Judge Refuses to Limit Mississippi Shooting Claims

September 17, 2004 (PLANSPONSOR.com) - A Mississippi federal judge has given the green light for relatives of six slain Lockeed Martin employees to move forward with their damage claims beyond those available from state worker's compensation laws.

>The order by US District Judge Tom Lee in Jackson, means survivors of the factory workers shot to death by Doug Williams in July 2003 at Lockheed’s Meridian, Mississippi plant may seek millions of dollars for alleged damages rather than having to agree to much smaller state law awards, the Jackson (Mississippi) Clarion Ledge reported.

>Lee ruled Williams’ violence was not directed at the victims because of their employment. “The shootings … could have been committed at anyplace, not just the workplace,” Lee wrote.

>Relatives representing the estates of slain workers have sued Lockheed Martin, saying the Fort Worth-based company knew of Williams’ violent tendencies and dislike of black people. Plaintiffs say the company created a hostile and unsafe workplace for black workers by not restraining Williams. Five of the six killed were black while Williams was white.

>In July, the US Equal Employment Opportunity Commission ruled on behalf of another plaintiff, the estate of Lynette McCall, saying Lockheed Martin responded inadequately to Williams’ threats against black co-workers (See  EEOC Blasted Lockheed Martin for Racial Hostility Response ).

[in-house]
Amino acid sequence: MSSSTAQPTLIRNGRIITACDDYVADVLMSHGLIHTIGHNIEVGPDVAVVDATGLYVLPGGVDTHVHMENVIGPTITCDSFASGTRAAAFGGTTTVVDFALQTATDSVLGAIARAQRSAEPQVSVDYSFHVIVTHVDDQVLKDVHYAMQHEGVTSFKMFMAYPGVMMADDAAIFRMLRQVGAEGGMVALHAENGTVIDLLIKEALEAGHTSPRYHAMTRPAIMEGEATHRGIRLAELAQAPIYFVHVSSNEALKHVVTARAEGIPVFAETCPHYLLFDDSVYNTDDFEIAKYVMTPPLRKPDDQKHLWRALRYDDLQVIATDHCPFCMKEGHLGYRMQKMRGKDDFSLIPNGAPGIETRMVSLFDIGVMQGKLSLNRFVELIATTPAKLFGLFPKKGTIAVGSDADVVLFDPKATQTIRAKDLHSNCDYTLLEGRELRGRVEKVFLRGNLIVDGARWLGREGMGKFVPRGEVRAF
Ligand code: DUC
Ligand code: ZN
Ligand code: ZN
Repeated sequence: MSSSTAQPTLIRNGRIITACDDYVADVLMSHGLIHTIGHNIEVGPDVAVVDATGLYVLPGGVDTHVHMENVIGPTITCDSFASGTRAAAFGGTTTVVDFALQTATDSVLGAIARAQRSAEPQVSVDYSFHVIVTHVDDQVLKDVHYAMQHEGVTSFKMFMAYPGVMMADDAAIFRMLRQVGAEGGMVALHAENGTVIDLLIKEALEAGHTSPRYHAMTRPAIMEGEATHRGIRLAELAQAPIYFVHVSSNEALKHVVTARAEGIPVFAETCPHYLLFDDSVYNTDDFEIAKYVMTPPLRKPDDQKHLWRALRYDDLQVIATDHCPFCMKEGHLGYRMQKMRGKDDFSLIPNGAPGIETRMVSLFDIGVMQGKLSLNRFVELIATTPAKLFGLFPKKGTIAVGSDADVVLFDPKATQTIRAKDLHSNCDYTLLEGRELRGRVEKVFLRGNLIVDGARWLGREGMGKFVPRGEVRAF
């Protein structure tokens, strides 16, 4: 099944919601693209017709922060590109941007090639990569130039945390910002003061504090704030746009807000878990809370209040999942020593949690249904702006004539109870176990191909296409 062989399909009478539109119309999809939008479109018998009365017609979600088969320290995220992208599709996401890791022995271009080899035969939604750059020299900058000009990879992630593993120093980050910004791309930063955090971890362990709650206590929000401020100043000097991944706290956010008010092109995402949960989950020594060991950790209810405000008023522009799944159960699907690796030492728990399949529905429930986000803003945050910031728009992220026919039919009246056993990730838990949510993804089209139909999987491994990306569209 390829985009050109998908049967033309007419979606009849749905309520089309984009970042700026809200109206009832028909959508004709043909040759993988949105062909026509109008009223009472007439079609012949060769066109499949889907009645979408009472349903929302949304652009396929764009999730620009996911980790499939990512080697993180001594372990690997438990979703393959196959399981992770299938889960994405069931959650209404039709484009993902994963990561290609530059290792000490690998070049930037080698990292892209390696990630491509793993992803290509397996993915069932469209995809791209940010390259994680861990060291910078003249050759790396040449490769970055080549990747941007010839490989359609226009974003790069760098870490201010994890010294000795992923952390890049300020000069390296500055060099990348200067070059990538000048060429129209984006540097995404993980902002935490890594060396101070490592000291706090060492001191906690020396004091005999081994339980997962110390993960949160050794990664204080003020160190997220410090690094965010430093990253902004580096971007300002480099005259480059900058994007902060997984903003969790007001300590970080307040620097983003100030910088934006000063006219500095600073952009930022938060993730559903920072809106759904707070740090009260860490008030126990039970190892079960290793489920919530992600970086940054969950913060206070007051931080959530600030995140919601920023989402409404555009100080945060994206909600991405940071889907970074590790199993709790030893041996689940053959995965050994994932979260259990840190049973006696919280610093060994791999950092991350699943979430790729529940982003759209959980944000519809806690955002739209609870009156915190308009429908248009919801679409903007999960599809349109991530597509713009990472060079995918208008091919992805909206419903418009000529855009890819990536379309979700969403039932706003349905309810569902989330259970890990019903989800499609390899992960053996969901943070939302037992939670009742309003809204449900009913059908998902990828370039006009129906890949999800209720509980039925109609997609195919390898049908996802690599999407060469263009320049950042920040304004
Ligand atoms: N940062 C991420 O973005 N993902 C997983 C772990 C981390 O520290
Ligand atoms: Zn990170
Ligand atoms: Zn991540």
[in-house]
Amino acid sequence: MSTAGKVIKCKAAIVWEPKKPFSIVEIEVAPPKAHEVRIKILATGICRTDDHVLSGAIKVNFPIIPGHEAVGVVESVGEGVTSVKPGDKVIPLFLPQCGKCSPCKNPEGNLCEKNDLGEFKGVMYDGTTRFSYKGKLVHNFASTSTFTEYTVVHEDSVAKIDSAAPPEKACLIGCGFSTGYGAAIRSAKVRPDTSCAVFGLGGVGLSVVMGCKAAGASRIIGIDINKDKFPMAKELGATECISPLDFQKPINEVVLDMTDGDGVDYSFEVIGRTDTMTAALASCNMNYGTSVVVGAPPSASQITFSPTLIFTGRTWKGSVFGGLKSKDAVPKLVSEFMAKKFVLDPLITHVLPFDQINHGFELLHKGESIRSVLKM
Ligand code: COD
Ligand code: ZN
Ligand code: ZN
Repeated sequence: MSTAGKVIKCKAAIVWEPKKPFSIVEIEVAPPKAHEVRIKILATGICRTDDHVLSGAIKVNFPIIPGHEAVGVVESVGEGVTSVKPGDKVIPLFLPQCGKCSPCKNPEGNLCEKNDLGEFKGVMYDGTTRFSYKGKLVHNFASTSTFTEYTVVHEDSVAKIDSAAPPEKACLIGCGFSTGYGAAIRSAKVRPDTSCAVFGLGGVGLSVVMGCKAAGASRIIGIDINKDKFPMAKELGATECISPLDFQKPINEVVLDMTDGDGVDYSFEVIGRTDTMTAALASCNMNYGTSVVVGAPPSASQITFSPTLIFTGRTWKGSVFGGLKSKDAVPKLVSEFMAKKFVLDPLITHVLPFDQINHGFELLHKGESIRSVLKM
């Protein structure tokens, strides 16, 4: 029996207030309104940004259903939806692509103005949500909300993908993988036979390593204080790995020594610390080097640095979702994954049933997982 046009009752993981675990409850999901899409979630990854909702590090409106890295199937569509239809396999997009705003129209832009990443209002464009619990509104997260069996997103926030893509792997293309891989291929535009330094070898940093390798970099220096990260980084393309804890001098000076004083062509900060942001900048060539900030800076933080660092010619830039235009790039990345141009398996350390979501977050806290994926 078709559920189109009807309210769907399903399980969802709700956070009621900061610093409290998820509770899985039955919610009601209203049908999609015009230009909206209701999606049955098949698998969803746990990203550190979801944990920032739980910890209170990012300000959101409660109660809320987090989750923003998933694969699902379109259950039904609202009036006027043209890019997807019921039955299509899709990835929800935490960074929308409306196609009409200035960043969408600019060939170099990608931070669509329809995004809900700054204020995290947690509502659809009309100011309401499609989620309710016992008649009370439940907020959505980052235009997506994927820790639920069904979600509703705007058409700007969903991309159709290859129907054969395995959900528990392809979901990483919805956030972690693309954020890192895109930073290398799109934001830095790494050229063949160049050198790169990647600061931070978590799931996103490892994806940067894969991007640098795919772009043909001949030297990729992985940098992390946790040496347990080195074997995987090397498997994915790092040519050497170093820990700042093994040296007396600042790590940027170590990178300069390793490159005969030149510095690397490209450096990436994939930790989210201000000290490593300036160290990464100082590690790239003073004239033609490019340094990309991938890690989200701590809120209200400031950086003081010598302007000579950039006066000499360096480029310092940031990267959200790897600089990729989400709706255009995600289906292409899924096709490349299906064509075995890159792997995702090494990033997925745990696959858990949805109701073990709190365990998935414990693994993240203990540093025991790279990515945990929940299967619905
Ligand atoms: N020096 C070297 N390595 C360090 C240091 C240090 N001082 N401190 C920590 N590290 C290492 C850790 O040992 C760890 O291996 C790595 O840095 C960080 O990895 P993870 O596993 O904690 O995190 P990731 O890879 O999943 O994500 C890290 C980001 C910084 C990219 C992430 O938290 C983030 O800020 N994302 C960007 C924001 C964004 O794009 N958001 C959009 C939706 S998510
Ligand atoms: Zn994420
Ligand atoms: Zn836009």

>Lawyer William Blair said he was pleased about the ruling on behalf of his client, Thomas Willis, who was killed in the shooting. Willis, through his estate, is seeking $5 million in compensatory damages plus unspecified punitive damages.

>Lockheed Martin had asked Lee to throw out the case, claiming Willis’ death was covered exclusively under worker’s compensation benefits, which bars other civil claims. In 2003, the Mississippi worker’s compensation lifetime disability maximum was $148,977. Under worker’s compensation, employees forgo the possibility of large awards in exchange for a smaller, but guaranteed payment.